Some see charter schools being the answer for low-income, low-performing students in public schools
11/10/2014 05:54 PM
Legislators on Kentucky’s Education Committee heard testimony on Monday from advocates on charter schools and how minorities can benefit from the education system.
Wayne Lewis, chair of the Kentucky Charter Schools Association, told the Interim Joint Committee on Education that charter schools give low-income families a choice if their students’ needs are not being met by the public school that they are attending.
Lewis singled out elementary school math score statistics in Fayette County from the 2012 / 2013 school year as an example of how minority students are struggling in many of the public schools.
“61.1 percent of white children in Fayette County scored at the proficient or distinguished level on the K-PREP assessment,” Lewis told the committee. “26.9 percent of African-American children scored at the proficient or distinguished level.”
While the committee did not have anyone speaking in opposition to the concept of charter schools on Monday the idea has been heard in Frankfort for the past several years with teachers unions coming out against the legislation.
The arguments against charter schools are varied, but most voicing teachers unions voicing opposition in the past include talking points on how charter schools are set-up by businesses as for-profit models. A wide variety of charters have made their way across the nation with varied results.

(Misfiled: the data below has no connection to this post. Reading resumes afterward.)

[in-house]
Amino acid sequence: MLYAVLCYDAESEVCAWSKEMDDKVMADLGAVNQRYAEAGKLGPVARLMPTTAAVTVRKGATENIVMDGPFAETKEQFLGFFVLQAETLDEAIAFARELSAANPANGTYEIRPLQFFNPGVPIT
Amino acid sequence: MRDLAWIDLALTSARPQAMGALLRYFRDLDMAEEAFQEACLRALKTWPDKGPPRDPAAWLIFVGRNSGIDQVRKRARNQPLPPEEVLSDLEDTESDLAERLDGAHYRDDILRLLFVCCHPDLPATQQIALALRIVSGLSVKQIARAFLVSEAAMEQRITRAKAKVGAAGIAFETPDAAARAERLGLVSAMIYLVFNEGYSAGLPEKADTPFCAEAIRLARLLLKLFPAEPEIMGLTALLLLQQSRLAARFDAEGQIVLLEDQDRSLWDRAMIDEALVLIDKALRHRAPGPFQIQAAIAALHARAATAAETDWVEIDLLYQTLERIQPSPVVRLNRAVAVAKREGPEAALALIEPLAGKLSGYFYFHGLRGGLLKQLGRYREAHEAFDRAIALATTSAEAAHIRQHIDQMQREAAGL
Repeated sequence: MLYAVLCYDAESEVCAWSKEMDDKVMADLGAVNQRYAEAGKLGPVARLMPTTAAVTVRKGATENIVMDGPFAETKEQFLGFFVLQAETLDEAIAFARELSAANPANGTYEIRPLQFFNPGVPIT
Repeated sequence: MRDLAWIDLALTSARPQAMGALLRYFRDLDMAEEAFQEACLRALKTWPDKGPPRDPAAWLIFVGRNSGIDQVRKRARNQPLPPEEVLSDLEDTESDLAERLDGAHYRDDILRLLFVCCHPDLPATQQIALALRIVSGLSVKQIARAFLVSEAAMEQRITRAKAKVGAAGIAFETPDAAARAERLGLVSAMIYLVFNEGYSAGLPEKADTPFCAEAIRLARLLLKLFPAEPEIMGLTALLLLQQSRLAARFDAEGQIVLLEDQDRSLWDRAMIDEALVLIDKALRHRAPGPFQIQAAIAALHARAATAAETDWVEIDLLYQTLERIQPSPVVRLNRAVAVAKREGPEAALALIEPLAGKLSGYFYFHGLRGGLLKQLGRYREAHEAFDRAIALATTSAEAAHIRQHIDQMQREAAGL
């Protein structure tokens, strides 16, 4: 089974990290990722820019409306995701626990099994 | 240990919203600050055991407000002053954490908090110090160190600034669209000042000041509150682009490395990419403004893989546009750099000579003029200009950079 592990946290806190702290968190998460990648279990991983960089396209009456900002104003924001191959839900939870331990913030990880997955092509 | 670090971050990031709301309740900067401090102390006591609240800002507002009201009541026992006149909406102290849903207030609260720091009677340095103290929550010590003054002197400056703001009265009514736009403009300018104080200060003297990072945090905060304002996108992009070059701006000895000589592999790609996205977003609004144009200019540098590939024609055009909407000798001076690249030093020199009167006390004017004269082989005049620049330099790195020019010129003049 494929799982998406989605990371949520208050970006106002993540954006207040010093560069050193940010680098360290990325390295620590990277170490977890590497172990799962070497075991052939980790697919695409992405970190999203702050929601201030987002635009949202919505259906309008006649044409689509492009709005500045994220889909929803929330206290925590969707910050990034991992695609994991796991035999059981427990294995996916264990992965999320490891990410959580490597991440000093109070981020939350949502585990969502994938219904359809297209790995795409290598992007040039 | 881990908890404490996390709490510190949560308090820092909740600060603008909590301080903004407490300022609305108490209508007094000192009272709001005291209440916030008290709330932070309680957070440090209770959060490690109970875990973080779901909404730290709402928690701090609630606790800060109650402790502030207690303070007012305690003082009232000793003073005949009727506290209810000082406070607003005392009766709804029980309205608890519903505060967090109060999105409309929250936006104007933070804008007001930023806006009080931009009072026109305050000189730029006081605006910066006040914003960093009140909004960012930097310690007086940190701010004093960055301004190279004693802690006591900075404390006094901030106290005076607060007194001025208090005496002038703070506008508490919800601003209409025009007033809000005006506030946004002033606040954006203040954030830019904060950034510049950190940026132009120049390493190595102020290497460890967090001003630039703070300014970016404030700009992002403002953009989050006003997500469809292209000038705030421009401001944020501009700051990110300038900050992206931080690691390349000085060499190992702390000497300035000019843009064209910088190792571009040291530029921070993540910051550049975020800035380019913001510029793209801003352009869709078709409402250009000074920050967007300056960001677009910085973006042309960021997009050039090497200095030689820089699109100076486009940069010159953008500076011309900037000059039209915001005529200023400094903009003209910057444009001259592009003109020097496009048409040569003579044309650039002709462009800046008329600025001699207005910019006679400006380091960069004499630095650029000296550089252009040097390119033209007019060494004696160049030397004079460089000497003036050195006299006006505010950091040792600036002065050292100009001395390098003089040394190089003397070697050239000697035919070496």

The Kentucky Chamber of Commerce president and CEO Dave Adkisson said most of his members support including charter schools as an option for Kentucky students, and the best argument he’s heard is that mixed bag.
“You know, the best argument that I’ve heard against charter schools is that the research is mixed,” Adkisson said. “If my child or my grandchild was stuck either by a family economic situation or racial situation in a persistently underperforming school, I would gamble on mixed results every time.
Rep. Jim DeCesere, R-Bowling Green, says that most teacher organizations, who oppose charter schools, have too much influence in determining the education path in Kentucky.
“Until legislators stand up and defend the young people and quit being afraid of the “K groups” – they don’t need to control our education destiny in Kentucky,” DeCesere said.
The argument for and against charter schools has been ongoing in the state General Assembly for a number of years.
Forty-two states plus the District of Columbia have enacted charter school laws. The seven states besides Kentucky which have no charter schools are Alabama, Montana, Nebraska, North Dakota, South Dakota, Vermont and West Virginia.
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